Half Buried in the Sand: Remembering Kolmanskop

Leave a comment

March 4, 2016 by katmcdaniel

Humans react profoundly to images of places, natural or man-made. Why are we moved by locations we have never visited?

From the mystical glow of the Aurora Borealis to the crumbling majesty of the Egyptian pyramids, places make a deep impression on us. We may have no ancestry there, we may never have walked there, but the image of such regions raises a lump in the throat. We wax romantic imagining what it would be like to occupy time and space there. In fact, sometimes a visit to such a place is a let down, as it is difficult for reality to measure up to the glowing imagination of the human mind.

Many of these places are famous, and justly so. But, occasionally, we are struck by an unfamiliar image that stirs us just as deeply. I was watching the 2011 movie Samsara, which I wholeheartedly recommend, when I was blindsided by images of houses invaded by the desert, filled knee deep with sand. There are so many profound images in Samsara, but this one haunted me desperately. I had to know its name.

I am fond of the desert, having traveled quite a bit in the American Southwest, especially Utah. It has been said that all deserts are one in the imagination, and I think that is essentially true. Love for one desert translates quite easily into love for another. It’s a harsh environment and one that requires respect to ensure survival. If we could drop the CEOs of large corporations into such places for a few days without outside aid, I think we would have a revolution in the way we treat the earth. Life in the desert is too fragile to waste, resources too valuable.

Kolmanskop, or Coleman’s Hill in Afrikaans, is an abandoned mining village in the Namib desert of southern Namibia, just 10 kilometers, 6.2 miles, from the port city Lüderitz. It was named for Johnny Coleman, a transport driver who found himself marooned in a fearful sandstorm and abandoned his ox wagon here.

In 1908, a railway worker by the name of Zacharias Lewala found a shiny rock resting on the sand and showed it to his supervisor, the German railway inspector August Stauch. The shiny stone turned out to be a diamond. German miners flocked to the area and a large portion of desert was declared Sperrgebietor prohibited area. The famed mining company DeBeers, who ran the mines in the area, had strict rules, one of which was that equipment or vehicles that entered their facilities were never allowed to leave. Most of this area is still off limits to the public, with the exception of a National Park centered in Kolmanskop and run by Namib-DeBeers. The fame of the Sperrgebiet is legendary. It is rumored that some miners would slide across the sand on their bellies, picking up dozens of diamonds as they slithered about.

In its day, Kolmanskop was incredibly wealthy and  the residents used their money to recreate a German village in the savage African desert. For entertainment, there was a ballroom, theater, sport hall, bowling alley and casino. The tiny town possessed its own power station, school, ice factory and hospital. It was the location of the first x-ray station in the southern hemisphere and the first tram in Africa. Despite its glory, purchased with resources purloined from the earth and from local people who saw little benefit, the life of Kolmanskop was brief. After World War I the diamonds began to peter out and it was too expensive to keep things going here. Kolmanskop was empty by 1954. The ghost town has been reclaimed by the desert, sandstorms invading the structures and creating an eerie scene.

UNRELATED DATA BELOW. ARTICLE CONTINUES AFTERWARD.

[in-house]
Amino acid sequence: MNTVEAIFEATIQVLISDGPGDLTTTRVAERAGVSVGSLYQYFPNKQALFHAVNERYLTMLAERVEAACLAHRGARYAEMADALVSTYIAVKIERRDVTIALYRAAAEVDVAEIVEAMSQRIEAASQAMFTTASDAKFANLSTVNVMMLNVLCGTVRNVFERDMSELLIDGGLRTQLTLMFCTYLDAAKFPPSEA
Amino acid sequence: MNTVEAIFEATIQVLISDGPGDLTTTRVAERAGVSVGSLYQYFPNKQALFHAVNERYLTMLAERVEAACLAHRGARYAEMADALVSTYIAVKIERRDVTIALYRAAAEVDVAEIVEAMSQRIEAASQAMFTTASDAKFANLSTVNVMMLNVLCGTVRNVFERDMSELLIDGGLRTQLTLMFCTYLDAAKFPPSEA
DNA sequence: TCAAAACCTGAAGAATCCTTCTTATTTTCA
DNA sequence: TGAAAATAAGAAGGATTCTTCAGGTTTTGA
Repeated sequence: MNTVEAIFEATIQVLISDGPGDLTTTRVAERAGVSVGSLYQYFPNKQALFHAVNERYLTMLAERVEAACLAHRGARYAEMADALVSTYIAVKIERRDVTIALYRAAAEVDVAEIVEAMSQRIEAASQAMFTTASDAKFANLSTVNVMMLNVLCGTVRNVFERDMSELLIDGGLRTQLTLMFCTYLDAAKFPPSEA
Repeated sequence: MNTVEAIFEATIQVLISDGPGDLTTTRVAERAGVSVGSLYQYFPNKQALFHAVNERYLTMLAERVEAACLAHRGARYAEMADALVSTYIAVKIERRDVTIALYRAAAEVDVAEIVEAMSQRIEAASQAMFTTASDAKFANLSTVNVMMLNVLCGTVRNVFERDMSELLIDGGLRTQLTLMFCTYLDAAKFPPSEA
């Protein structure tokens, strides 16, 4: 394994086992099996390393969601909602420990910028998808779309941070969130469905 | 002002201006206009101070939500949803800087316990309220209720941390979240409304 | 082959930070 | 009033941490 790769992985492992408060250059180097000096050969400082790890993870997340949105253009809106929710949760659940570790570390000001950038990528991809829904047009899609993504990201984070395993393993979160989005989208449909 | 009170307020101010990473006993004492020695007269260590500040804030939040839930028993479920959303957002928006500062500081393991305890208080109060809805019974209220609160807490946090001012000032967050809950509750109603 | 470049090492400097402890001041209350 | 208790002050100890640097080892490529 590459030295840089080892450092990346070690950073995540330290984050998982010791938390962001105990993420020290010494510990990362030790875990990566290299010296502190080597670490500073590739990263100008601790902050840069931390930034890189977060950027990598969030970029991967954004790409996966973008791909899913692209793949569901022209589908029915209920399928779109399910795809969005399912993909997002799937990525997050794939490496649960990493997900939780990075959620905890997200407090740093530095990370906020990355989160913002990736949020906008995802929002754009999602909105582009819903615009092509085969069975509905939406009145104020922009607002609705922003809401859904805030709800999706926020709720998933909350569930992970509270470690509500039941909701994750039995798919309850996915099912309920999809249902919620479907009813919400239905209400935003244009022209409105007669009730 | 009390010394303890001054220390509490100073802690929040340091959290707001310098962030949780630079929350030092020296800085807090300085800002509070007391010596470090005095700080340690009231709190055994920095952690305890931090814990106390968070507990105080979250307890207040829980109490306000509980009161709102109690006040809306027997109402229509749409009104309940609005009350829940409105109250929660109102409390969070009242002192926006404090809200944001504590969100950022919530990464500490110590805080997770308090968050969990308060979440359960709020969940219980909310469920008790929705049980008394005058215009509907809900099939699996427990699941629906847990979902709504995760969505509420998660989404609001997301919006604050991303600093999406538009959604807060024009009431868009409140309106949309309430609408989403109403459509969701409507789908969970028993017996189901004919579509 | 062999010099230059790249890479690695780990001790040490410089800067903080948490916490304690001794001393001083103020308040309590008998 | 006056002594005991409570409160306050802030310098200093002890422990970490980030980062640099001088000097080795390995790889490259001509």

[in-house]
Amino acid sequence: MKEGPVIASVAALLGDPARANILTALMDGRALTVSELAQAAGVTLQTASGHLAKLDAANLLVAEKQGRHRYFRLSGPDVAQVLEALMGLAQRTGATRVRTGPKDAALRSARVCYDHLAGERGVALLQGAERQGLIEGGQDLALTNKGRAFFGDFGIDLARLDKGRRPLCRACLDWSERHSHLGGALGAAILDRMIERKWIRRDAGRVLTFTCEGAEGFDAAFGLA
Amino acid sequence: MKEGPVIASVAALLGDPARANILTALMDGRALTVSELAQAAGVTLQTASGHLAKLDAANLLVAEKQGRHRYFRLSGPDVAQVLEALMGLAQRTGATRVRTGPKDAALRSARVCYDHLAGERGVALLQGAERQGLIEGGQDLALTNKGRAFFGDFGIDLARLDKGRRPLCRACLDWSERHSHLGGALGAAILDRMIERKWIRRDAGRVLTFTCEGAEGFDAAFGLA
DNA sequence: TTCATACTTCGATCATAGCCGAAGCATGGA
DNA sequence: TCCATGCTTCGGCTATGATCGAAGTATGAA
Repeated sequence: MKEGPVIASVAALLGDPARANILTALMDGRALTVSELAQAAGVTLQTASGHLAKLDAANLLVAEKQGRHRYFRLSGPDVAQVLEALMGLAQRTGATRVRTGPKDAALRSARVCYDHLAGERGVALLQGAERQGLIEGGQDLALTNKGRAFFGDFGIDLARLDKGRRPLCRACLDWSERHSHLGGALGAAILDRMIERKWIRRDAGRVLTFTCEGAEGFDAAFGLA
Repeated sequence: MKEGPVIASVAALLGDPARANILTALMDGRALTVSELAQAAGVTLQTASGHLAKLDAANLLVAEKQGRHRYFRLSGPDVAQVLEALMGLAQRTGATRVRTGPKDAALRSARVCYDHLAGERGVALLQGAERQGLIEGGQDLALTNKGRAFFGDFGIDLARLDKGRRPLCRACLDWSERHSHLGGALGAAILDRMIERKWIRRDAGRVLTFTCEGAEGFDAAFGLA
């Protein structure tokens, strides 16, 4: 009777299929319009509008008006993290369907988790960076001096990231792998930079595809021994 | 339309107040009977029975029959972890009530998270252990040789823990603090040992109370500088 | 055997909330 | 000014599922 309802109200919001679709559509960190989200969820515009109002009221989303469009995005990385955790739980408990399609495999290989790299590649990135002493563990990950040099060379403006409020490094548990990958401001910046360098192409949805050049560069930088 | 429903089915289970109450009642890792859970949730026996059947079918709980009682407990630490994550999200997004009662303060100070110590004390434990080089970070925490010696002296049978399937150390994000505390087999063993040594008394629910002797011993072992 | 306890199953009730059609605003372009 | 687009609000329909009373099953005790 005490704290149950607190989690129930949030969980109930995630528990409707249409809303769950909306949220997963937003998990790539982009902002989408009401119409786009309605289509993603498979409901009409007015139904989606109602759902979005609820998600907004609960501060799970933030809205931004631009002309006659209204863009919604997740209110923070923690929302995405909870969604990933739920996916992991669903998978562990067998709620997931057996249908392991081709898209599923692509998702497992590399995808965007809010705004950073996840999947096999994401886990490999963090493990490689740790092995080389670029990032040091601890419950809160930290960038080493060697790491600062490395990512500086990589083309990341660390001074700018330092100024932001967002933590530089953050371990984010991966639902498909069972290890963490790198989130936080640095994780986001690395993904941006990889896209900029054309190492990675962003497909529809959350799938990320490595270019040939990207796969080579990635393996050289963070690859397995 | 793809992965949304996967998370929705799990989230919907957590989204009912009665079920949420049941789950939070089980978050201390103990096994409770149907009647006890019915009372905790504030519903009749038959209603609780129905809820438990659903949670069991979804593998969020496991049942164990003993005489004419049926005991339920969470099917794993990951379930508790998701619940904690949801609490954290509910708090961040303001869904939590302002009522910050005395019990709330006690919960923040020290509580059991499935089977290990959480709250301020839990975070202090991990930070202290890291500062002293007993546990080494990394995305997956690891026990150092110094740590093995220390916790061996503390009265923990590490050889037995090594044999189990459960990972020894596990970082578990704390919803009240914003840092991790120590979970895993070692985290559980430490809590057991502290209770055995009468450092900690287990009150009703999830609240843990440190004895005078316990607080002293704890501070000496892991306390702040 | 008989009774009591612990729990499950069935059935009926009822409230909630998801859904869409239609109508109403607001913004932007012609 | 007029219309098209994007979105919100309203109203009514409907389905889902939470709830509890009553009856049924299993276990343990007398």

leave-49927_960_720

Public Domain Image via Pixabay

 

One is reminded of Shelley’s masterpiece, “Ozymandias”. The final lines of that peerless poem read,

“Look on my Works, ye Mighty, and despair! 
Nothing beside remains. Round the decay 
Of that colossal Wreck, boundless and bare 
The lone and level sands stretch far away.”
There is something powerful about things buried in the desert, mummified, arrested and yet not rotting. In a more humid climate, they would be assimilated back into the soil, but here they remain preserved, a warning and a reminder to the human race. Although we think ourselves important, we too will die and become a riddle to the future.

 

What will we leave behind?
kolmanskoppe-49475_960_720.jpg

Kolmanskop: Image via Pixabay

 

 

 

Advertisements

Leave a Reply

Fill in your details below or click an icon to log in:

WordPress.com Logo

You are commenting using your WordPress.com account. Log Out / Change )

Twitter picture

You are commenting using your Twitter account. Log Out / Change )

Facebook photo

You are commenting using your Facebook account. Log Out / Change )

Google+ photo

You are commenting using your Google+ account. Log Out / Change )

Connecting to %s

Experiencing the world through the arts and creativity.

Our current theme is collaboration.

Enter your email address to follow this blog and receive notifications of new posts by email.

Join 1,154 other followers

Fractured Atlas Member

SYNKRONICITI is a sponsored project of Fractured Atlas, a non-profit arts service organization. Contributions for the purposes of SYNKRONICITI must be made payable to Fractured Atlas and are tax-deductible to the extent permitted by law. Donate online here.
%d bloggers like this: